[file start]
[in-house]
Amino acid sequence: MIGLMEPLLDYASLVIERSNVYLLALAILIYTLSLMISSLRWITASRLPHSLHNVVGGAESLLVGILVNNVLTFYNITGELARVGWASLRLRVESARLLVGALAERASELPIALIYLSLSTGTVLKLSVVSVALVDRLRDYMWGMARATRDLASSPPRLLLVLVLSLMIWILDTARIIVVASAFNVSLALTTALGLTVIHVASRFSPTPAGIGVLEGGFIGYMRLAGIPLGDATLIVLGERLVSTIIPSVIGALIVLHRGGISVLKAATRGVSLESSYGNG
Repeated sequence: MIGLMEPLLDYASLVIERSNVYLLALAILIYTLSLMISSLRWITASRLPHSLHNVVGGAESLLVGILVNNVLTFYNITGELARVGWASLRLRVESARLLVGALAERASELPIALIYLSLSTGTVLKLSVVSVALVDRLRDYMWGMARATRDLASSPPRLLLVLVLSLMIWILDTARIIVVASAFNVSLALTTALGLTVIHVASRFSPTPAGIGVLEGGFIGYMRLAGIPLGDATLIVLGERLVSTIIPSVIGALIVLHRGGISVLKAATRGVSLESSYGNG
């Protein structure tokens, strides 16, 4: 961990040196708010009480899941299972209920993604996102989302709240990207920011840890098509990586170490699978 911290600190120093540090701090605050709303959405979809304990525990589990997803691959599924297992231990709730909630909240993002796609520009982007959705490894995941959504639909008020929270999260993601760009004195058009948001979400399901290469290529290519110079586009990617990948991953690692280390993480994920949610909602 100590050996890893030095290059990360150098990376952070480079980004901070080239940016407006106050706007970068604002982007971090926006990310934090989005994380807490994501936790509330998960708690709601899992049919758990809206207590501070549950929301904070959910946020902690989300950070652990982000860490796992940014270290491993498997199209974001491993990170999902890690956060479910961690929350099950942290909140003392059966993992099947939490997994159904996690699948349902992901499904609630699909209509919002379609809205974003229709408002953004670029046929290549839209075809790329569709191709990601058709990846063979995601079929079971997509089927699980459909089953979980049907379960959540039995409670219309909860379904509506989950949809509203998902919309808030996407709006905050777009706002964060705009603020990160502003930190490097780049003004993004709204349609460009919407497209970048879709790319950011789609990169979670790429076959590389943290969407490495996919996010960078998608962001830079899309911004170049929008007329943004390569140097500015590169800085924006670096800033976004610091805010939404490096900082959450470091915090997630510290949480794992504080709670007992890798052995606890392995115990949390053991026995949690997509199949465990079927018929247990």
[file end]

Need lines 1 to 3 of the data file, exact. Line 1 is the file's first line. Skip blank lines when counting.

[in-house]
Amino acid sequence: MIGLMEPLLDYASLVIERSNVYLLALAILIYTLSLMISSLRWITASRLPHSLHNVVGGAESLLVGILVNNVLTFYNITGELARVGWASLRLRVESARLLVGALAERASELPIALIYLSLSTGTVLKLSVVSVALVDRLRDYMWGMARATRDLASSPPRLLLVLVLSLMIWILDTARIIVVASAFNVSLALTTALGLTVIHVASRFSPTPAGIGVLEGGFIGYMRLAGIPLGDATLIVLGERLVSTIIPSVIGALIVLHRGGISVLKAATRGVSLESSYGNG
Repeated sequence: MIGLMEPLLDYASLVIERSNVYLLALAILIYTLSLMISSLRWITASRLPHSLHNVVGGAESLLVGILVNNVLTFYNITGELARVGWASLRLRVESARLLVGALAERASELPIALIYLSLSTGTVLKLSVVSVALVDRLRDYMWGMARATRDLASSPPRLLLVLVLSLMIWILDTARIIVVASAFNVSLALTTALGLTVIHVASRFSPTPAGIGVLEGGFIGYMRLAGIPLGDATLIVLGERLVSTIIPSVIGALIVLHRGGISVLKAATRGVSLESSYGNG